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**I received several inquiries on last week's attribution network marketshare breakdown. Please note this was about market share and not about company growth. All networks in the visual are growing, even if marketshare was shown as declining. It's also important to call out that Branch has migrated clients away from Tune's SDK and into Branch's SDK.**
Dollar General (DG) is set to report earnings on May 30th. New installs of the mobile app are down 13% YOY and down 24% QOQ.
Kahoot, an educational app that gamifies quizzes, has acquired Poio, an app that helps children learn how to read. Poio is a Paid app, currently only available in Sweden and Norway. It's been downloaded 23,000 times since launch in September 2017. VentureBeat has more on the acquisition.
It can all change in a Snap
Snapchat recently released a new filter that converts your face into that of the opposite gender. People love it. Like, really love it. Downloads surged. Sessions surged. On May 17th, Snapchat ranked #4 overall in China’s App Store, its highest rank there in more than four years. Following the face swapping filter, Snapchat also launched Snap Games. The quick one-two punch of these releases propelled installs to new heights. On May 19th, Snapchat had its most downloads ever within Apptopia’s data set (we date all the way back to January 1, 2015) with 2.01 million. A typical day of global downloads for Snapchat in 1Q19 was about 665k. The big question now is whether or not these new users stay and help generate revenue for Snap. I don't think a fun filter creates staying power but I do think Snap Games might.
You don't have to go home, please stay here
Houseparty integrated Heads Up into its app in mid/late January to try to boost revenue and engagement. Active usage has been heading down for quite some time, with a slight bump in February, likely due to its marketing push around rebranding (its logo used to be a red solo cup) and the addition of games like Heads Up. Houseparty is a cool app, but it's leaking users. It's not so dissimilar to Snapchat in that it finds itself in a constant battle to maintain and attract new people in a world where our attention is more divided than ever, and larger competitors can integrate your core features at any given moment. Even with its ability to handle a large group of users at once, video chat is a crowded space. Houseparty knows it needs more users (and to retain them) which is likely why it just launched a new advertising campaign on Facebook. You might remember that Facebook launched Bonfire, a Houseparty competitor, but ended up shutting it down just this past March. I'd be curious to know what they learned from their beta testing.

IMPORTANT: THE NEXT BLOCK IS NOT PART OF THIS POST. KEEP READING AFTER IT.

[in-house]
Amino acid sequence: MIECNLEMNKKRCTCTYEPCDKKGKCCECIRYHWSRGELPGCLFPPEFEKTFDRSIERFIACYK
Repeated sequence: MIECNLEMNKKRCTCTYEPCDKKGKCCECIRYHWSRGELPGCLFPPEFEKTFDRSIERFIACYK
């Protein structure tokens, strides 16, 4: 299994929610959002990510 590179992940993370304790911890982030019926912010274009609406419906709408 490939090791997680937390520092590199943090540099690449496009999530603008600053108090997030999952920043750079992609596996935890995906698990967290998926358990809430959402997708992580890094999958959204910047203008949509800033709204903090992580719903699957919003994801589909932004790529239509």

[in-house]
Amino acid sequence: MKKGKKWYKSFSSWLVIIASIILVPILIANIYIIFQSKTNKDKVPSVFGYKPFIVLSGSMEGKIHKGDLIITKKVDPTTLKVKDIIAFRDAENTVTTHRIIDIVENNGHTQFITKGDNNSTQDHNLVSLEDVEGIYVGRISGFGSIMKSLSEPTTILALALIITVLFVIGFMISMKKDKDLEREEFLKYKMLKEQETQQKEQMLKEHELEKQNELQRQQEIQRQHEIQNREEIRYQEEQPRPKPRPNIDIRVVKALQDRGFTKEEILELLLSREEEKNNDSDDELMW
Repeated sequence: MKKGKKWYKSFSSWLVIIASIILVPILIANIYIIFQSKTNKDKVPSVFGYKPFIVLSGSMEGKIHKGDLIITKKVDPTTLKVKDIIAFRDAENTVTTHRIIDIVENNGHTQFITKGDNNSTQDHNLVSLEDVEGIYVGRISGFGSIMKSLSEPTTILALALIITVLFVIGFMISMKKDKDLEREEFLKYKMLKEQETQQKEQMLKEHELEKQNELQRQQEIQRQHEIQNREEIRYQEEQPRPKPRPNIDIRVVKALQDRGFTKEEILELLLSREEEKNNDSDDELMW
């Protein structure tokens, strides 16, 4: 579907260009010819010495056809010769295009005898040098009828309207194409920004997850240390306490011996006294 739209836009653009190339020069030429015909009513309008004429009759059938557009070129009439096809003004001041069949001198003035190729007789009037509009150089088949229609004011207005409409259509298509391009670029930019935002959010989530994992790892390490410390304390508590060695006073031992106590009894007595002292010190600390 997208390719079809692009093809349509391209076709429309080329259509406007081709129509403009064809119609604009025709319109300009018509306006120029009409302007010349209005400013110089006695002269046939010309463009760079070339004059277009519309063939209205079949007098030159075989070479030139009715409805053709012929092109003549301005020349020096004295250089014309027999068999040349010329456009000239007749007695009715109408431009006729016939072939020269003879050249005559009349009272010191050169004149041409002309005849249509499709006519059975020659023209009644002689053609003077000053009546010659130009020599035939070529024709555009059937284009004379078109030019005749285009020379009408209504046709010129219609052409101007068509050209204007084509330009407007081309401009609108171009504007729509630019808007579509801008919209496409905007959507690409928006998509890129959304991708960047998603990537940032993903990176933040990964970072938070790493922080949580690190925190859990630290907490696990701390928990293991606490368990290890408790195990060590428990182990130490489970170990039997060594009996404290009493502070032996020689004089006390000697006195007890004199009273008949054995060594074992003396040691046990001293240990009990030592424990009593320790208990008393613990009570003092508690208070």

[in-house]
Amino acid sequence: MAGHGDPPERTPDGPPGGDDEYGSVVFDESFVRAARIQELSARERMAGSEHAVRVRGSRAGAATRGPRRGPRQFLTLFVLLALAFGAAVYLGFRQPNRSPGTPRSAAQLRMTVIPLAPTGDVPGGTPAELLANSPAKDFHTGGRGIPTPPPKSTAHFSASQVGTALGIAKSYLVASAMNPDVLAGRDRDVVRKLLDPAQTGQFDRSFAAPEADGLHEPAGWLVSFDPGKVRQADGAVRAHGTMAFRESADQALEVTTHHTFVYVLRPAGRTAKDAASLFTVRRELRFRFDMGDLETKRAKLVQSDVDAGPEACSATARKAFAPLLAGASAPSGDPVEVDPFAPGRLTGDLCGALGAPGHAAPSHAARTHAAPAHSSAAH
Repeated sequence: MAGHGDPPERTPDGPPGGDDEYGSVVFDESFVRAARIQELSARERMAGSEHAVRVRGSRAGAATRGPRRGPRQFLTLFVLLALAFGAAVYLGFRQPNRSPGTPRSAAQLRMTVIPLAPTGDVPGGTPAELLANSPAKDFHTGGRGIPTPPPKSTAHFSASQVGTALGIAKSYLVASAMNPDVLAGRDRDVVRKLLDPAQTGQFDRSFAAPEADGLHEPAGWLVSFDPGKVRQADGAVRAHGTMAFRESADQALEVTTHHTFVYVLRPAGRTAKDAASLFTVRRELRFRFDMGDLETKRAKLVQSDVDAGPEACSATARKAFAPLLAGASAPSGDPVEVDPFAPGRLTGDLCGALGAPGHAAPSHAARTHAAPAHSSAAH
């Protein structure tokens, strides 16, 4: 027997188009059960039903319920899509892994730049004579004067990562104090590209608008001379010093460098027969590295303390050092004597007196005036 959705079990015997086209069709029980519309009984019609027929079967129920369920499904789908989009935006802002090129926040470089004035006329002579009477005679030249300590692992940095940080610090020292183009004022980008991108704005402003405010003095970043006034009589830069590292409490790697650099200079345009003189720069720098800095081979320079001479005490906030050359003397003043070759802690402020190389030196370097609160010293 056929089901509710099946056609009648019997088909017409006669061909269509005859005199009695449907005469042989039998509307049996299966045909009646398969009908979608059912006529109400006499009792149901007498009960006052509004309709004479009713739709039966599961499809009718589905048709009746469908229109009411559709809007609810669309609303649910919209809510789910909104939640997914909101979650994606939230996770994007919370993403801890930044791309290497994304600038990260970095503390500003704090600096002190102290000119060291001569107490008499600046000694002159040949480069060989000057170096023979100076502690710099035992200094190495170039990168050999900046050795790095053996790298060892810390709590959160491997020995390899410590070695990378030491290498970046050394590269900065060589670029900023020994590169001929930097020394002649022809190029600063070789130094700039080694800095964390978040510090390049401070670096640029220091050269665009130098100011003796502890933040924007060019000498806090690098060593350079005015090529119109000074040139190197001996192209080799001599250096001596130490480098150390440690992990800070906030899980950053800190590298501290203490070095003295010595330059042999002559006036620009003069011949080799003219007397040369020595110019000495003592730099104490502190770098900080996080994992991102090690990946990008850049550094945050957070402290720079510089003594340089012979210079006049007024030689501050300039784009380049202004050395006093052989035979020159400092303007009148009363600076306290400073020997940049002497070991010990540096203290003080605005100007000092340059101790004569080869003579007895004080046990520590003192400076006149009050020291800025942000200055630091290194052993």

So, you and your team made a great game. The core loop is perfect, the tutorial is awesome, the on-boarding process is highly optimized, the metagame ensures longevity, and the overall production value is to be envied by studios much larger than yours. All of this makes a great game, but you still see games on the top grossing charts of a lower quality than yours, with millions of users. How can this be?